1. Debt-servicing is essentially a function of the size and maturity pattern of debt stock and the effective rate of interest, while the capacity to service the debt depends on the size of current receipts. In India, the proportion of concessional debt has always been high and despite increasing recourse to non-concessional debt flows in the form of commercial borrowings and non-resident deposits since the early `eighties, the share of concessional debt continues to be of the order of 45 per cent during the `nineties. External debt servicing rose from US $ 1.6 billion in 1980-81 to US $ 14.1 billion in 1996-97, reflecting the increase in the size of debt stock alongside considerable hardening of interest rates of new commitments. During the same period, however, external current receipts which indicate the capacity to service debt increased from US $ 15.6 billion to US $ 55.6 billion. Particularly during the six year period 1990-91 to 1996-97, as against an average increase of 10 per cent in debt servicing, total current receipts exhibited an average growth of about 20 per cent and as a result debt-service ratio came down from 35.3 per cent in 1990-91 to 25.4 per cent in 1996-97. In the India-specific situation, the present ratio of current receipts to GDP of about 15 per cent could well sustain a current account deficit of about 2 per cent of GDP without posing any debt servicing problem and even enabling a decline in the debt-service ratio from the present level of 25 per cent if the compositional shift in the capital flows experienced in the recent years continues.

  2. Yet another important aspect, when we compare our debt-servicing ratios with other countries is the fact that in many other developing countries, external current payment obligations in terms of dividends is far higher than that of our country. Of-course, as foreign investments increase, we will also have higher dividend payment obligations.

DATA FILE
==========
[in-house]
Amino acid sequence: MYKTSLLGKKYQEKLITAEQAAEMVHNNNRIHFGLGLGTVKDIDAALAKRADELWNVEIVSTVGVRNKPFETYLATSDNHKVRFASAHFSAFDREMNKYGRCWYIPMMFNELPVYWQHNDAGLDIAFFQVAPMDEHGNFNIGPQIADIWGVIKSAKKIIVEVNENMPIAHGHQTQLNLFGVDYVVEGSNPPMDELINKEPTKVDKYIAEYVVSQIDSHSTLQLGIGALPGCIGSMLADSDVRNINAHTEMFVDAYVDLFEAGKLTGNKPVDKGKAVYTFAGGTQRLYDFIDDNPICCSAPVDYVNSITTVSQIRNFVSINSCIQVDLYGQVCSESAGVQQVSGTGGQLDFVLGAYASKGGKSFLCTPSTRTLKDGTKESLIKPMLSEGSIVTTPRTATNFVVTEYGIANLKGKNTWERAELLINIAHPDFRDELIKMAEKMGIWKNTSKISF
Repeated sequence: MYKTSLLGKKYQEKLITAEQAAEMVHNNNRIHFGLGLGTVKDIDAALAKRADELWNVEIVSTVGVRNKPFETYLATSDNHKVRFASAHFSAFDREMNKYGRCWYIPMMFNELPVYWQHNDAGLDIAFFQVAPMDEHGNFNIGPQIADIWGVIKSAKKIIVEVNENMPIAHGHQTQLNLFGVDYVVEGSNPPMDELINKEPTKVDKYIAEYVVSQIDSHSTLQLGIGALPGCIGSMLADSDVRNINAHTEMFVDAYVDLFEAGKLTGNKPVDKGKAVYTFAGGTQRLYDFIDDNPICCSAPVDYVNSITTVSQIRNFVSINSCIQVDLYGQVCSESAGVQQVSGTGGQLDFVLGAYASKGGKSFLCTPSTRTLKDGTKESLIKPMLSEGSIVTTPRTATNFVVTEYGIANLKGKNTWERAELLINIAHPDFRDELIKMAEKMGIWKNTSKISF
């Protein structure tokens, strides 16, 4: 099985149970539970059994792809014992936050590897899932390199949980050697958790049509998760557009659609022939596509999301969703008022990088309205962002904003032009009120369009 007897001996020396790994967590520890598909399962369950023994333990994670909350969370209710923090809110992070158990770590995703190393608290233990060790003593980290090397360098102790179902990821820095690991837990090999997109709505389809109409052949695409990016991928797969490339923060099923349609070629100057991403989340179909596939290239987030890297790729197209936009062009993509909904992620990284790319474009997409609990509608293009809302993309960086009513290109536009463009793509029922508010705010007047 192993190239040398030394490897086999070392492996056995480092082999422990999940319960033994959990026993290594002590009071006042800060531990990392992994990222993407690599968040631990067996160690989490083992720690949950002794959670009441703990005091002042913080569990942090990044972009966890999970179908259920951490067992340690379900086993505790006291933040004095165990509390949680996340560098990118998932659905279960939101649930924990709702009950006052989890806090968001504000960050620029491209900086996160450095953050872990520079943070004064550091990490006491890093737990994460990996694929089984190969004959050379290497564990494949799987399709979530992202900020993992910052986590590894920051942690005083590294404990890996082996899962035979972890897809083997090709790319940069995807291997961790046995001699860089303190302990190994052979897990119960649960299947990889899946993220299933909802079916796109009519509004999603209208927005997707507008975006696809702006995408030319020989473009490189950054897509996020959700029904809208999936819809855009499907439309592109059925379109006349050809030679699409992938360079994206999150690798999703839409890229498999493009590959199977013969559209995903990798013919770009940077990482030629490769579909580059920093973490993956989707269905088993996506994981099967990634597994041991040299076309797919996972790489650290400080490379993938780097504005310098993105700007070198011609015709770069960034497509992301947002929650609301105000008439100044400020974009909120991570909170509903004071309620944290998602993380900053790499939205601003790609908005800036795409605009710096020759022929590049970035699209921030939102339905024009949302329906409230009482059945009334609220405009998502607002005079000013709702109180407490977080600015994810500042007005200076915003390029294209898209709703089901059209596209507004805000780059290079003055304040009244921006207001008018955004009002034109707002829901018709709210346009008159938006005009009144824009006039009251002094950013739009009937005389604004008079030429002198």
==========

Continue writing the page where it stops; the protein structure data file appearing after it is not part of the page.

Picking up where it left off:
External Debt and Reserves

  1. During 1980-81 to 1990-91, when external debt stock rose significantly from US $ 23.5 billion to US $ 83.8 billion, India's foreign exchange reserves declined from US $ 7.4 billion to US $ 5.8 billion. On the contrary, during 1991-92 to 1996-97, when the foreign exchange reserves increased from US $ 5.8 billion to US $ 26.4 billion, the stock of external debt increased at a moderate rate from US $ 85.3 billion to US $ 90.9 billion. It may be observed that during the four-year period (1993-97), against large accretion to the foreign exchange reserves of the order US $ 16.6 billion, the corresponding addition to the debt stock was only US $ 0.8 billion. In the 1990s, however, due to policy induced restructuring of the capital account, non-debt creating flows took place on an increasing scale as a result of which India's external debt stock showed only a marginal rise.

  2. It is sometimes argued that we should not increase our borrowings when there is a build up of forex reserves, since the return on reserves is less than the cost of debt. But, it must be noted that, the level of reserves satisfies the need for liquidity, offers insulation against unforeseen shocks and acts as a source of comfort to foreign investors. The cost at which ECB is raised has country and other credit risk built into it, which is influenced by a host of factors, including the level of reserves. The essence of reserves management being safety and liquidity, all the investments made thereof are of top-most credit quality and excellent liquidity and are usually short-term. Hence, the return on reserves and cost of borrowing are not strictly comparable. Reserves, by themselves, should not, therefore, influence the desirable level of external borrowing. In fact, a comfortable level of reserves could help finer spreads in the external commercial borrowings, and in that sense they are complementary rather than substitutable.